Author's Note: This is my first foray into the land of White Collar - the show, at least. White collar crime has actually been a factor in my family's life for generations. It's sad that I connect with Dexter and Neal over many "real" people, but I came up with this as an answer to someone's comment in my A School class. It's not a whump, or slash, or anything like that. Just an exposition to explain people like my family members.
Peter Burke spent the better part of his career in the White Collar Crime Division of the FBI chasing what comic books and children would refer to as 'bad guys'. Putting them behind bars and leaving them to just desserts was his favorite part of the job, followed secondly by the fact that he liked proving that 'good guys' usually triumphed over the bad.
He liked that there was good and bad, black and white, and a distinctive line between them all.
And then came Neal Caffrey. Right out of a romance novel that he would've mercilessly teased his wife about reading. Dressed like Frank Sinatra with moves that probably made Don Juan look like an awkward teenager. He looked like he'd just stepped from the pages of a cartoon designed by someone in the fashion industry.
At first, Peter regarded him with little difference than his other quarries. But then he found out more about this impossible man. For one, he was barely a man. When Peter first started chasing him, he thought Neal was somewhere in his late 30's, given his expertise and the ease with which he dodged the law.
Then he met him.
A boy. Barely into his twenties. Yet the master of forgery in this country as well as a few others. Bold enough to walk into a museum with almost no plan except which painting he wanted, and walk away successful. He even committed crime with flair from a long bygone era.
What was worse was that he was polite, charming, and very considerate. When the FBI had staked out one of his known hideouts around Christmas time, Neal sent care packages to the car so they wouldn't be stuck eating devilled ham or stale cookies on the holiday. He even wrote apology notes in long, flowing calligraphy that would've been a work of art - if he hadn't been writing to tell them he was sorry he kept them from their families on such a holiday, but they were guarding the wrong house, and he was nowhere close to where they were positioned.
Charming and polite turned into smug and arrogance in Peter's mind as the capricious youth lead both international and federal law enforcement agencies on a merry chase. Other people on the case were taken in by the conman's charmning prescence and some even boldly suggested that what he did was harmless, and perhaps he wasn't as guilty as Peter suspected.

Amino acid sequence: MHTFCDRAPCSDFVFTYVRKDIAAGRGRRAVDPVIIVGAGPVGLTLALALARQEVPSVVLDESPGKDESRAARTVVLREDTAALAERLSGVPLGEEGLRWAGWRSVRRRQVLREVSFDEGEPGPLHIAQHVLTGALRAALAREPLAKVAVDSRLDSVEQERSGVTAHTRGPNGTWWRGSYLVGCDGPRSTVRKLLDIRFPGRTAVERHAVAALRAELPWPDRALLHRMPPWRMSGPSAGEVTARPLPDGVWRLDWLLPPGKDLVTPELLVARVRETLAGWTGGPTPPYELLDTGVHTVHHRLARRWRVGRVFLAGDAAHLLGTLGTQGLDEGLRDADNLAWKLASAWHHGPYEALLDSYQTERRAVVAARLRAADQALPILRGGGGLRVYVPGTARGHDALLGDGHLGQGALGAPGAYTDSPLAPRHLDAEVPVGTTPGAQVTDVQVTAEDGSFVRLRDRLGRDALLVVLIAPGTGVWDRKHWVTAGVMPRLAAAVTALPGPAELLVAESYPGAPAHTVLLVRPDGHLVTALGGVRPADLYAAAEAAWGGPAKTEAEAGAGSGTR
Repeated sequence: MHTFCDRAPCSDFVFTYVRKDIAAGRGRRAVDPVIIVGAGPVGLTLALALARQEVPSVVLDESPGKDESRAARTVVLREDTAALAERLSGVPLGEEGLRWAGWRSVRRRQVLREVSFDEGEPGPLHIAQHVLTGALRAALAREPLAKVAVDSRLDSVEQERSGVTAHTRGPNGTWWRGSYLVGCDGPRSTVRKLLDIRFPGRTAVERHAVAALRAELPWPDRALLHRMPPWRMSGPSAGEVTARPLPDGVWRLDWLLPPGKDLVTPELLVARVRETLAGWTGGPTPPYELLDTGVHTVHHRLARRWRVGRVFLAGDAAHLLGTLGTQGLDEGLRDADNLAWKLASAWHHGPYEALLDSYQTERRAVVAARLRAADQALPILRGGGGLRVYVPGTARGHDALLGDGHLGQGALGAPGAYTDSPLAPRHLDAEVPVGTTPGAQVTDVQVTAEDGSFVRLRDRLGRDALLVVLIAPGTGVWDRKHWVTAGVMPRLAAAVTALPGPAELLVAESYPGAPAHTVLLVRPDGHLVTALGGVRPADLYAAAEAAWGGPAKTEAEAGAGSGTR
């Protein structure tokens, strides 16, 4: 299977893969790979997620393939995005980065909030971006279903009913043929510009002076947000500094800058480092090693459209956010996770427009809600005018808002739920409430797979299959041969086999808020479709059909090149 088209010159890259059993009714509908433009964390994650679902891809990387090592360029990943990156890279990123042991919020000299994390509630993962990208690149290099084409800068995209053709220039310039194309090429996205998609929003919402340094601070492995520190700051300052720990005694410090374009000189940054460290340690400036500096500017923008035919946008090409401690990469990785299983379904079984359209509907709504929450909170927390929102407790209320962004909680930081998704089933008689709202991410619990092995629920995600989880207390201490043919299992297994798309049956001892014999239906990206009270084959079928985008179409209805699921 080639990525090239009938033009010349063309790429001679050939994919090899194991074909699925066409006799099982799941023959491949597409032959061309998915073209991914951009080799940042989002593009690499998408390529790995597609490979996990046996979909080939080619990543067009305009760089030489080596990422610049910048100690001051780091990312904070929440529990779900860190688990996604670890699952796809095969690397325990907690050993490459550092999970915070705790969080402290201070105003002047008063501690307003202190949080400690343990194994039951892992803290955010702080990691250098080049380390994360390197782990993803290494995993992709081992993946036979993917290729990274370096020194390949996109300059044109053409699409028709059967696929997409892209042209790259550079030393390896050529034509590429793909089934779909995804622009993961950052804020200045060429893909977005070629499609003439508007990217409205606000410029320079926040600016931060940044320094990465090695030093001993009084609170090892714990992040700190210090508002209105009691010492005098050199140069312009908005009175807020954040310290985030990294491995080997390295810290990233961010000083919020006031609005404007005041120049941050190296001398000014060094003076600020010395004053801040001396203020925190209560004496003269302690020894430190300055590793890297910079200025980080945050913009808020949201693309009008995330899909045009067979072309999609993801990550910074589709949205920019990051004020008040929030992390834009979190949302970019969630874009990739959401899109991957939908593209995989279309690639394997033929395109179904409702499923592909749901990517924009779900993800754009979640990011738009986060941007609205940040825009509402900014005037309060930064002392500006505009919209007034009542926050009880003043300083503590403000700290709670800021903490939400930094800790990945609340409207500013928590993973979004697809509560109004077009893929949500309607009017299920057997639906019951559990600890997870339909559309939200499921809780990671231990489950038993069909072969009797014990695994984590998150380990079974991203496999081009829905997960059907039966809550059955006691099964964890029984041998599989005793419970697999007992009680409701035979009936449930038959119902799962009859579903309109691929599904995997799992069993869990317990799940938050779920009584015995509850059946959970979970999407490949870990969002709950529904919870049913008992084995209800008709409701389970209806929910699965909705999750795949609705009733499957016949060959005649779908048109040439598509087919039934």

Those people were promptly reassigned to the mail room.
What irked Peter even more was that even if he could catch up to the man, he didn't have anything to hold him on. Just strong suspicions and alluded "I may have something to do with it, or I may not" half confessions.
Finally, he managed to find something with Caffrey's initials on it. An eyewitness saying they had seen him drop off the forged bonds, a tenuous lead about how he may have been bragging about it in a coffee shop. It was the closest thing he could find, and Peter jumped on it. Half a decade later, and he finally has SOMETHING to pin on this con artist.
Neal couldn't even run like a normal criminal. He didn't bolt into a crowd and across a busy street, shoving people out of his way and leaping over cars. No, Neal Caffrey walked away from the pursuing agents. He even stopped to hold the door for an older woman as he passed. Granted, he also shoved a mop handle into the same door as soon as she was through to stop the agents but still...the nerve.
At this point, Peter could only see red when he saw the radiant smile the young man flashed at him as he tipped his hat at him. He really wished Caffrey liked guns so he could shoot him.
If it weren't for Neal's propensity for being more charming than any criminal had a right to be, Peter probably wouldn't have caught the con. Peter probably wouldn't even be alive, though he was loathe to admit it. He liked to think he would've been fine, it was just convenient Neal turned around to save the man chasing him.
The fire escape that Neal was scaling with the ease of an alley cat was old, rotting and rusting, and Neal was probably just as lucky the stairs hadn't given out under him on his original flight up them.